Ikiru - tuesday 2007-06-26 0925 last modified 2007-06-26 0925
Categories: Film
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As I slowly work through the body of Akira Kurosawa's films, I am reminded of why he is rightly revered as a master director. Ikiru, or To Live, is one of his best, somehow gaining less recognition than The Seven Samurai. Perhaps because it isn't a jidai-geki (period piece), which I think most of his films are, it gets less limelight. It suffers not at all for being a contemporary film. Should you have the opportunity, do watch it. Reconstruction Tokyo is, through Kurosawa's lens, just as absorbing as feudal countrysides, and Watanabe-san's story carries just as much weight in a society of frivolous pursuits as it must have in an evolving culture swamped by frivolous bureaucratic minutiae.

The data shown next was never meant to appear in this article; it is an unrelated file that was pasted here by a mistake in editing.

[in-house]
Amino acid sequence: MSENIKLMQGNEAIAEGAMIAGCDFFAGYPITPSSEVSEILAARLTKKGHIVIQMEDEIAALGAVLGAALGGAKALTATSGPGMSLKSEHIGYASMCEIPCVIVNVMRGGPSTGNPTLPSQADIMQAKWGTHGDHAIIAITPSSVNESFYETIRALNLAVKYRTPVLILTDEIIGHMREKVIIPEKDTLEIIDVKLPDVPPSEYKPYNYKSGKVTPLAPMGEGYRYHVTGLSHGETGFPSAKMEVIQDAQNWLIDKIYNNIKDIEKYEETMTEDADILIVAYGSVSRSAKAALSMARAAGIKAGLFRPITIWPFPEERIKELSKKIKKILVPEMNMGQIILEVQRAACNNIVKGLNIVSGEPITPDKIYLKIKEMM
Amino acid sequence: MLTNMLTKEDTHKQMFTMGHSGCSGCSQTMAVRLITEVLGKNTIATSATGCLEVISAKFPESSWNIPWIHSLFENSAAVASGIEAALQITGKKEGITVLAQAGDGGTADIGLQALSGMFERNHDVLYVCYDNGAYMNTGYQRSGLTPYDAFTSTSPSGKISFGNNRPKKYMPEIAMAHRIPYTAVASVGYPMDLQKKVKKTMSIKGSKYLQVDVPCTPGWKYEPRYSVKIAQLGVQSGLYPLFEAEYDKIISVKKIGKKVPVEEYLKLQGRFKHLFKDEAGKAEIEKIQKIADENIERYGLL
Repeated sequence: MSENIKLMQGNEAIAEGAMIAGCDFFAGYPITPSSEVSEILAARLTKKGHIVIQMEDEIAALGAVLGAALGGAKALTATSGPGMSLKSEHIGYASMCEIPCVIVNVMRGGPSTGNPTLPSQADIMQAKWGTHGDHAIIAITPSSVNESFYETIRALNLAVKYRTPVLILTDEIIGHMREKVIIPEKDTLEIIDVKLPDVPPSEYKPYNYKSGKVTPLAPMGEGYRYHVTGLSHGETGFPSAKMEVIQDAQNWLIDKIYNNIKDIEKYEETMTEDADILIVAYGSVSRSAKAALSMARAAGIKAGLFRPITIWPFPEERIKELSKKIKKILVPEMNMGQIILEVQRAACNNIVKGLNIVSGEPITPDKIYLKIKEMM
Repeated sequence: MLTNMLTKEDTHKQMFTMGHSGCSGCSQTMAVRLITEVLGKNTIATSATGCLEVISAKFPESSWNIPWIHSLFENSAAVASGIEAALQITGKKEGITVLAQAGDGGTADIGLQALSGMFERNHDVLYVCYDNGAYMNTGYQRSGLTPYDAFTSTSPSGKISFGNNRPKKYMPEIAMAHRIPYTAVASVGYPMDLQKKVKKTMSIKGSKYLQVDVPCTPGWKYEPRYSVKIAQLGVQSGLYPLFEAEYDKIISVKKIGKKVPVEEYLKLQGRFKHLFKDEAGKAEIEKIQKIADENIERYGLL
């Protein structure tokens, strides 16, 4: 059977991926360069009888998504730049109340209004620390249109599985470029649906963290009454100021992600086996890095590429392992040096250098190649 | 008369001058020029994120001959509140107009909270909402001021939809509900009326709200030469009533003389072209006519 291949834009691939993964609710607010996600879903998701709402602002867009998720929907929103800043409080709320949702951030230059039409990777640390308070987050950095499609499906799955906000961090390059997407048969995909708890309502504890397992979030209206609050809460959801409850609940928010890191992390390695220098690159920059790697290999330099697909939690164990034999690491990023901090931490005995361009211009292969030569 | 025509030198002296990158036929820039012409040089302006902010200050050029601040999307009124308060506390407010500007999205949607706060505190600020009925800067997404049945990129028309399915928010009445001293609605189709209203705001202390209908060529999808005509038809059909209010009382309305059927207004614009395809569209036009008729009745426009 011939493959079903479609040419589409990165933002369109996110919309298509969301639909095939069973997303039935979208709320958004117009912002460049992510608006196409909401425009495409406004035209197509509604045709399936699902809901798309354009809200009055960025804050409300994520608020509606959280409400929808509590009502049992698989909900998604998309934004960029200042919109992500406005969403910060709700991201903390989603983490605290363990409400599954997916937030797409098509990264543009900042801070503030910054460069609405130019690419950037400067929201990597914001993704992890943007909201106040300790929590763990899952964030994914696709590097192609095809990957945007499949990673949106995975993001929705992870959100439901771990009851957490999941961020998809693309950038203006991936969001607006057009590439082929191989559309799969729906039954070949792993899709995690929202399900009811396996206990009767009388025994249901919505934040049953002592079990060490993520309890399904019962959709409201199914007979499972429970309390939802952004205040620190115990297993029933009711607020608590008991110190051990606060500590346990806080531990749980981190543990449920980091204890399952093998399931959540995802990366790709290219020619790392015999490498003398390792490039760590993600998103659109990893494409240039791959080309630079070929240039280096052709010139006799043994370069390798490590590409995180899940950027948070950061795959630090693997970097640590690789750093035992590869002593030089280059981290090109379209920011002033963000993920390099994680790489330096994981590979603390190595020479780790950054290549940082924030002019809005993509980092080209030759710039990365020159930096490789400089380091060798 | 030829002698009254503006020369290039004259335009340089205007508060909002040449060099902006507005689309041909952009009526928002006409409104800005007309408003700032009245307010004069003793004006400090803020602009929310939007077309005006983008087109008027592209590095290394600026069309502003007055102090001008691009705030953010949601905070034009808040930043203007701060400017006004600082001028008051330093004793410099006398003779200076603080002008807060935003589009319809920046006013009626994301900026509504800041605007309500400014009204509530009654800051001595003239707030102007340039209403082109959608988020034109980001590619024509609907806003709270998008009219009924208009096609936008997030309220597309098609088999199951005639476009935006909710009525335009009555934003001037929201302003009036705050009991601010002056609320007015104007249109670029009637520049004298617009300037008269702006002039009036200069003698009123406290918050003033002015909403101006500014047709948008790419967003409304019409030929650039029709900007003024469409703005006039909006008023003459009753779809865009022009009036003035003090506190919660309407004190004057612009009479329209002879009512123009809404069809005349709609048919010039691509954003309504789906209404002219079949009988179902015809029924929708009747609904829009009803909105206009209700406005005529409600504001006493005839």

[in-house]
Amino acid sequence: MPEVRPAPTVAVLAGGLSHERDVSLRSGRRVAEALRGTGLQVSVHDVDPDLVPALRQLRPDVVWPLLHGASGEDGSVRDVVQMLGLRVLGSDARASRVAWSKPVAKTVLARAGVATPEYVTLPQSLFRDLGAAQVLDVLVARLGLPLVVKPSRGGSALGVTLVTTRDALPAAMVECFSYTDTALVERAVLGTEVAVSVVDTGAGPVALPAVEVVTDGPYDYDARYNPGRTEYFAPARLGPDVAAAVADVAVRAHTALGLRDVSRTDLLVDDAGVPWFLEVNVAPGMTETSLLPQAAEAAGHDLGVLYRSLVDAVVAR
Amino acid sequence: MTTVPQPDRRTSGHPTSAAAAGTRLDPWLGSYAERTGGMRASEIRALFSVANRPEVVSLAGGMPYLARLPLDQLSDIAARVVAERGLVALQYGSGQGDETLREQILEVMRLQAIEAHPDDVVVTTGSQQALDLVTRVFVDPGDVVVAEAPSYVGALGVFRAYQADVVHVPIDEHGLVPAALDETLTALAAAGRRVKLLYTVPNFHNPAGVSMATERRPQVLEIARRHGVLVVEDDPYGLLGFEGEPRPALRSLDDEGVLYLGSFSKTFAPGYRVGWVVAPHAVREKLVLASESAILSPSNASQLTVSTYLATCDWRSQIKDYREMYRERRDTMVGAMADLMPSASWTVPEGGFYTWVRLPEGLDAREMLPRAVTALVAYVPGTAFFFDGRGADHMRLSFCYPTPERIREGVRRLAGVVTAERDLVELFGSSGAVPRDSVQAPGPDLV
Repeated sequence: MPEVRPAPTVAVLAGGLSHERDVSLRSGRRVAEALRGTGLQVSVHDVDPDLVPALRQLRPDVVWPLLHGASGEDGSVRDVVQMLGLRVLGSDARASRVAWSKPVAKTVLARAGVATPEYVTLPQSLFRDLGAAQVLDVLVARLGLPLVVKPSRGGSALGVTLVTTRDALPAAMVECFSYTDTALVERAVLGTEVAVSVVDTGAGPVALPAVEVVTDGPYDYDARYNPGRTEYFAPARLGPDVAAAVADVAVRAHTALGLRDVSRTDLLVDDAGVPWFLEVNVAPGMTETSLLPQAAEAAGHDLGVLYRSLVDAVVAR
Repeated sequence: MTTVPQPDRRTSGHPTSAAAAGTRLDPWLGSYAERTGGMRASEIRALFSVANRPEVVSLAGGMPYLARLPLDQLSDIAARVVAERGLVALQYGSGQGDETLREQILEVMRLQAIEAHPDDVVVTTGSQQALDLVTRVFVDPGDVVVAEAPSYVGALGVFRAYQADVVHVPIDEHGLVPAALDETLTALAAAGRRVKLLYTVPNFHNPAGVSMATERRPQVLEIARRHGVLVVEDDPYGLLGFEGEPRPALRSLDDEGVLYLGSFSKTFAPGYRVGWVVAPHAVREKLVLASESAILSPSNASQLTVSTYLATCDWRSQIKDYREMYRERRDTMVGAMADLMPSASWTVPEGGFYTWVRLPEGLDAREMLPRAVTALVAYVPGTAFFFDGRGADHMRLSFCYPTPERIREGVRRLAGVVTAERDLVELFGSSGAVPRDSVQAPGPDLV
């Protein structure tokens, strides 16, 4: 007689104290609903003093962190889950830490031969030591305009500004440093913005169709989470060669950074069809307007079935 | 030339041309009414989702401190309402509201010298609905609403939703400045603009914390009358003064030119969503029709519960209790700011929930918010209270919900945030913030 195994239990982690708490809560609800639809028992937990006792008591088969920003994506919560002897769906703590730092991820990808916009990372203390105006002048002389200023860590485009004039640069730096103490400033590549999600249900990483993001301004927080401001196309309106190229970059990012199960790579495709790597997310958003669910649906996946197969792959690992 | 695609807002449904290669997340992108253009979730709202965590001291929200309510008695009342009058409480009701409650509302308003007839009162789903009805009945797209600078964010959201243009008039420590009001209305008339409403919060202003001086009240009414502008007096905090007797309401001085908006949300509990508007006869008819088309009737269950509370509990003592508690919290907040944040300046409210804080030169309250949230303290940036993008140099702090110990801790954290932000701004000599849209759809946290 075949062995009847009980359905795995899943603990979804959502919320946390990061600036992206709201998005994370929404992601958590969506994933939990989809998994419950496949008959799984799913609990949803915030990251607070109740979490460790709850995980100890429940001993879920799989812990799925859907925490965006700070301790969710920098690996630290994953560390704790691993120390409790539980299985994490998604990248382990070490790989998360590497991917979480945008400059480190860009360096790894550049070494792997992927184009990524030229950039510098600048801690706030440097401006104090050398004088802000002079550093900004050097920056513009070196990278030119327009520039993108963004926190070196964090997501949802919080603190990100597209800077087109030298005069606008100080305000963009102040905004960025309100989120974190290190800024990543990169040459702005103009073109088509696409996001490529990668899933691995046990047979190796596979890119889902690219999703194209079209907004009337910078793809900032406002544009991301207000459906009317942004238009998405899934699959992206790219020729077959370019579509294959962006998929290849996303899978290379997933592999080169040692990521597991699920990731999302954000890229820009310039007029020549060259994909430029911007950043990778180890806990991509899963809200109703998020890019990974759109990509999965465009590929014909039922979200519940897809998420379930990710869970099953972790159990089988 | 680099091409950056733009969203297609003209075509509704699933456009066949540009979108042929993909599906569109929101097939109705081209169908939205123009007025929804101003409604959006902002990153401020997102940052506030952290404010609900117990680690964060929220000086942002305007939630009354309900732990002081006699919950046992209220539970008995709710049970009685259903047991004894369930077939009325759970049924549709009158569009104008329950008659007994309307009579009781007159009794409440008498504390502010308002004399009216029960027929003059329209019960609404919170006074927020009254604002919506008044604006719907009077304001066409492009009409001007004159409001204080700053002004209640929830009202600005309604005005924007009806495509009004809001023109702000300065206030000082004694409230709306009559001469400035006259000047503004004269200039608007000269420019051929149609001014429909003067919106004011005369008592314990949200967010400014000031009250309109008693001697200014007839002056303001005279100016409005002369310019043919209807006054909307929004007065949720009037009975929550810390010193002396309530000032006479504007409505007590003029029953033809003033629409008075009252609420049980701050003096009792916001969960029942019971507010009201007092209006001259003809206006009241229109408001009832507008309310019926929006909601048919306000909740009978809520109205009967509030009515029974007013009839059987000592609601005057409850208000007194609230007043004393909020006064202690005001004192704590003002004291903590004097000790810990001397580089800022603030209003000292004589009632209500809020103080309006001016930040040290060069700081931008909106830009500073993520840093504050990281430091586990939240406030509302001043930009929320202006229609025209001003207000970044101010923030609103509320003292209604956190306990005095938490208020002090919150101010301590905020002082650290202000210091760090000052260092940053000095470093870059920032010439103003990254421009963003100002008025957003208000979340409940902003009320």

I also watched Ugetsu recently, considered a masterpiece of Japanese film making but jarringly divergent from Kurosawa's storytelling techniques. It pays off the way Crime and Punishment does, right at the very end, and, unlike the lingering scenes and tightly connected wipes Kurosawa uses to such good effect in Ikiru to establish mood and plot progression, Ugetsu makes disjointed leaps in time and events in conjunction with longer takes, a precursor to the jumpy quick-cut films of modern Hollywood. I ended up feeling the jumpy mood and fast-forwarded through some of the slower parts. Yes, I know, I'm a heretic. While I ultimately enjoyed Ugetsu, I think I'd have to rank it in general below all of Kurosawa's efforts, at least that I've seen to date. That Kurosawa. He's ruined me for jidai films.

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